Constructing near spanning trees with few local inspections

  • Levi R
  • Moshkovitz G
  • Ron D
 et al. 
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Constructing a spanning tree of a graph is one of the most basic tasks in graph theory. Motivated by several recent studies of local graph algorithms, we consider the following variant of this problem. Let G be a connected bounded-degree graph. Given an edge $e$ in $G$ we would like to decide whether $e$ belongs to a connected subgraph $G'$ consisting of $(1+\epsilon)n$ edges (for a prespecified constant $\epsilon >0$), where the decision for different edges should be consistent with the same subgraph $G'$. Can this task be performed by inspecting only a {\em constant} number of edges in $G$? Our main results are: (1) We show that if every $t$-vertex subgraph of $G$ has expansion $1/(\log t)^{1+o(1)}$ then one can (deterministically) construct a sparse spanning subgraph $G'$ of $G$ using few inspections. To this end we analyze a "local" version of a famous minimum-weight spanning tree algorithm. (2) We show that the above expansion requirement is sharp even when allowing randomization. To this end we construct a family of $3$-regular graphs of high girth, in which every $t$-vertex subgraph has expansion $1/(\log t)^{1-o(1)}$.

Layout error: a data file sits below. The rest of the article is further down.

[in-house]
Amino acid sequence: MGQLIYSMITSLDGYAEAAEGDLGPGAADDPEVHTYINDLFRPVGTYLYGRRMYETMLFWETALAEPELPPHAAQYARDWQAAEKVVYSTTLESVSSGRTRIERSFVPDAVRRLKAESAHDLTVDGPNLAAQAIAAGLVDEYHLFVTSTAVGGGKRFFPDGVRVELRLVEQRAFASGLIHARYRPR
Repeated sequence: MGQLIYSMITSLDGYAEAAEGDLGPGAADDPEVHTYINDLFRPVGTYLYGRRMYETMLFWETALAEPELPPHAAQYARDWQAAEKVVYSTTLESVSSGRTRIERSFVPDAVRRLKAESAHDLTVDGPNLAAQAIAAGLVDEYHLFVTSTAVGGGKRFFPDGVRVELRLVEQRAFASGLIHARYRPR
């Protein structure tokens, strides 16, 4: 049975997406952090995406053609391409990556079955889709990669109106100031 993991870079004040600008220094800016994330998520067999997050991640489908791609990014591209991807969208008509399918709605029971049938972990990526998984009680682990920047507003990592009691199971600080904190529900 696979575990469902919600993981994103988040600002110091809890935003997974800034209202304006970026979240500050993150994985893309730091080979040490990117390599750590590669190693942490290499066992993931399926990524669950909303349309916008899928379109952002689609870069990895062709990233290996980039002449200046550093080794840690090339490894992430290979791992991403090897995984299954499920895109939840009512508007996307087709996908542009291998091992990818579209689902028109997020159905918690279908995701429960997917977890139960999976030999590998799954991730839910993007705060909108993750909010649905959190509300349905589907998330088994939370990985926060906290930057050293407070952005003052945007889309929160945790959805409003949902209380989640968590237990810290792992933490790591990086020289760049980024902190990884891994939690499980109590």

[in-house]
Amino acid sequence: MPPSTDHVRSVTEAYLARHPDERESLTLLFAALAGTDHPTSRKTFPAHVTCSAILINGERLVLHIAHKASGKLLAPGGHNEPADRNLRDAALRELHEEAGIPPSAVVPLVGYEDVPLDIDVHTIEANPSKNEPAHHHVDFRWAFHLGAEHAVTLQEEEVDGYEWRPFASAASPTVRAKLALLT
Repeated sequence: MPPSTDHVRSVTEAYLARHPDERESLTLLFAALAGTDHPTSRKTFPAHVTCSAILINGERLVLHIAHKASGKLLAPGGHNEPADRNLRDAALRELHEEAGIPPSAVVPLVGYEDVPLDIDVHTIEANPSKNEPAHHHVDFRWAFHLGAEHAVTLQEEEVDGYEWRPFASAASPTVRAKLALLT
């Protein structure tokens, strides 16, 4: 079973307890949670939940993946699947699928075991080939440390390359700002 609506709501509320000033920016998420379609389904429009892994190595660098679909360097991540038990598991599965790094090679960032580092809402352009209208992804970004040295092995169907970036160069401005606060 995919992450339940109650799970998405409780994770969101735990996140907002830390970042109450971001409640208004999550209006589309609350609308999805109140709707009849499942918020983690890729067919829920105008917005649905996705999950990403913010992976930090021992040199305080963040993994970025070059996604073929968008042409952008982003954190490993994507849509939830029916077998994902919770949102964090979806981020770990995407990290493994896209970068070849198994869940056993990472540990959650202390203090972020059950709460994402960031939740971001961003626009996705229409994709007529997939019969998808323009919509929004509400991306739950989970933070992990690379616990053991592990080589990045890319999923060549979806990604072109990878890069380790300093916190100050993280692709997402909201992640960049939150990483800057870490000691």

Author-supplied keywords

  • graph expansion
  • local algorithms
  • sparse spanning graph

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  • Reut Levi

  • Guy Moshkovitz

  • Dana Ron

  • Ronitt Rubinfeld

  • Asaf Shapira

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